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Injured workers: What are the dangers of solvents in workplaces?

In Colorado and other states, millions of employees are exposed to hazardous solvents every day. The National Institute for Occupational Safety and Health explains that solvents are those substances that are capable of dispersing or dissolving other substances. Solvents are mostly liquid materials but could also come in gas form. When it comes to organic solvents, there are three general types -- halogenated solvents, oxygenated solvents and hydrocarbon solvents. Injured workers are affected in different manners, depending on the type of solvent to which they are exposed.

Occupations that typically expose workers to dangerous solvents include those that require vapor degreasing, dip cleaning, fueling, painting and paint stripping. Hazards are also posed by glue and adhesive manufacturing processes, along with transferring of flammable liquids. Carpet installers, offset printers and dry cleaners may also be adversely affected, as well as those who clean automotive parts, electronics and circuit boards. Employees in plants where soap, personal care products, semiconductors and printed circuit boards are manufactured are also at risk.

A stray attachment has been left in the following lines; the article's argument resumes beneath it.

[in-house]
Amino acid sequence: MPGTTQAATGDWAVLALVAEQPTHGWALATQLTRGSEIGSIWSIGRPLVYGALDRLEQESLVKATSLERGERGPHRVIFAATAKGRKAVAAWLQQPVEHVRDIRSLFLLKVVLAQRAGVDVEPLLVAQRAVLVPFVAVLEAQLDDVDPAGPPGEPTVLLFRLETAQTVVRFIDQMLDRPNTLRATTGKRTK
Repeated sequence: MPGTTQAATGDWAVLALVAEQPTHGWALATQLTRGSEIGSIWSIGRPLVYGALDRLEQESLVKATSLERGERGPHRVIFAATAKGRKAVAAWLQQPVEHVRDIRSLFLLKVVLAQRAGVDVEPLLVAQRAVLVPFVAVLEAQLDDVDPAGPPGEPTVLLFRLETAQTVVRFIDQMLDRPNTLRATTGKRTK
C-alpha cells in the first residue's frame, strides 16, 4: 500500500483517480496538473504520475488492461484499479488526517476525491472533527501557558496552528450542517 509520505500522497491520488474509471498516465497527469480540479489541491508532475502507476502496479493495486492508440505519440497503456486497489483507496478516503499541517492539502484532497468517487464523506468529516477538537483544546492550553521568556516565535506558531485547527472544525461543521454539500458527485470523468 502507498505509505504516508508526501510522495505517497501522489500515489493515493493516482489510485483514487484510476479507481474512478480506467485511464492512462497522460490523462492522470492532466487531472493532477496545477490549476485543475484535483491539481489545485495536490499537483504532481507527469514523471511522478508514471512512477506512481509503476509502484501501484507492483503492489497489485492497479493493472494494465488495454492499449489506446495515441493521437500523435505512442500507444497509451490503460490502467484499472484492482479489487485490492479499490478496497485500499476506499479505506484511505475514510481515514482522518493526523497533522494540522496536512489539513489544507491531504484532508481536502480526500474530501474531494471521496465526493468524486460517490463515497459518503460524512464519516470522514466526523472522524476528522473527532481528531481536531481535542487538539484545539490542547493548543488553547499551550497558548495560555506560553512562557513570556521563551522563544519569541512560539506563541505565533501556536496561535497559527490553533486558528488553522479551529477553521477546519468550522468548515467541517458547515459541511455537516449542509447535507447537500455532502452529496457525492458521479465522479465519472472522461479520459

While employers may provide gloves and coveralls to prevent contact with dangerous solvents, more protection is required. The hazardous substances can be absorbed through the skin, ingestion and inhalation. For that reason, respiratory protection is equally important. The health issues that are typically brought about by solvent exposure include damage to the reproductive system, the nervous system, kidneys and liver damage, dermatitis, respiratory impairment, cancer and more.

Injured workers in Colorado who have suffered health damage from unprotected exposure to hazardous solvents may require long-term treatment and extended periods of workplace absence. The financial consequences can be devastating to any family. Fortunately, financial assistance is available through the workers' compensation insurance system. Victims may claim benefits that typically cover medical expenses and lost income.

Source: benzinga.com, "Protecting Workers and the Public from Solvent Exposure Hazards", April 10, 2017

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